At the time of writing, it isn't entirely certain who Manchester City's first-choice No.1 will be. It probably won't be Joe Hart, and it probably shouldn't be Claudio Bravo, which leaves new signing Ederson. Purchased at some expense from Benfica in the summer, he is very promising but still just 23, young indeed for a goalkeeper.

Ederson has to be many things, firstly good enough with his feet to satisfy Pep Guardiola's dictum on distribution but also good enough at the more straightforward aspects of goalkeeping to, well, not be another Claudio Bravo. Ederson has not yet made a senior international appearance and has only one season as a first-choice keeper in a top-ranked team. The pressure on him, and indeed Guardiola, to be good enough will be strong.

MAN UNITED: Paul Pogba being Paul Pogba

It's perhaps a little reductive to say that for the amount of money Manchester United have spent the past couple of summers, they need to significantly challenge for the Premier League title this season. But it is broadly true, and the addition of Romelu Lukaku isn't going to reduce that pressure at all.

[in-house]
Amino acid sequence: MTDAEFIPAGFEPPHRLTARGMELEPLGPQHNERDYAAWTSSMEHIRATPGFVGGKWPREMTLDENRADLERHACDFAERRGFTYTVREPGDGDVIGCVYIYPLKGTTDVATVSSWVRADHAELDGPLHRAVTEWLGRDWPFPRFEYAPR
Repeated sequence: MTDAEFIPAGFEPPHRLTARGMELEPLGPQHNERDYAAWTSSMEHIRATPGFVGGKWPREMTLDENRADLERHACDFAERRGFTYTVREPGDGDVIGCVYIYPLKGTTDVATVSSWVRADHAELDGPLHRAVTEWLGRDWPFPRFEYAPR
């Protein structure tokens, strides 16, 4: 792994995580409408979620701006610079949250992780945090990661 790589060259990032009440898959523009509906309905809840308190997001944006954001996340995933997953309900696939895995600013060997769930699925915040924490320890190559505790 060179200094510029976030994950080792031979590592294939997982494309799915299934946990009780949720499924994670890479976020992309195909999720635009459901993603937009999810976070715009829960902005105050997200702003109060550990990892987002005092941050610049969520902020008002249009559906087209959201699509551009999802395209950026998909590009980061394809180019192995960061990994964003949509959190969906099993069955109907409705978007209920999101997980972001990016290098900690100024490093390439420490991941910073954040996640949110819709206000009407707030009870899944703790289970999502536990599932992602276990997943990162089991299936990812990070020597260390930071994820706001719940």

One of the reasons for purchasing Lukaku is that he might perhaps link up well with his good friend Paul Pogba. That's arguably Jose Mourinho's biggest task this season: to get the best from a midfielder who wasn't as bad as some might have you believe last season but was still not quite the match-winner he can be.

That was sometimes his fault, sometimes Mourinho's and sometimes the team's, but probably the key will be getting the best from their record signing, whether that's from his partnership with Lukaku or in constructing a midfield around him that will enhance his best qualities.

TOTTENHAM: Can they stay healthy?

Fitness is of course an important issue for any team, but for Tottenham it's more important than most. Last season, in games in which their key men were absent -- particularly against the very best -- their relative lack of depth was exposed and showed that beyond their best 13 or 14 players, there was a drop-off in quality. They are operating under straitened circumstances, with the building of their new stadium meaning that they cannot afford to spend especially lavishly, and this summer seems like it's going to be a relatively quiet one for them.

If arrivals are more of the Moussa Sissoko level than anyone who could challenge their established starters, then Mauricio Pochettino needs to hope that the likes of Dele Alli, Toby Alderweireld, Harry Kane and Christian Eriksen avoid major injuries if his team are to challenge for the title again.

Nick Miller is a writer for ESPN FC, covering Premier League and European football. Follow him on Twitter @NickMiller79.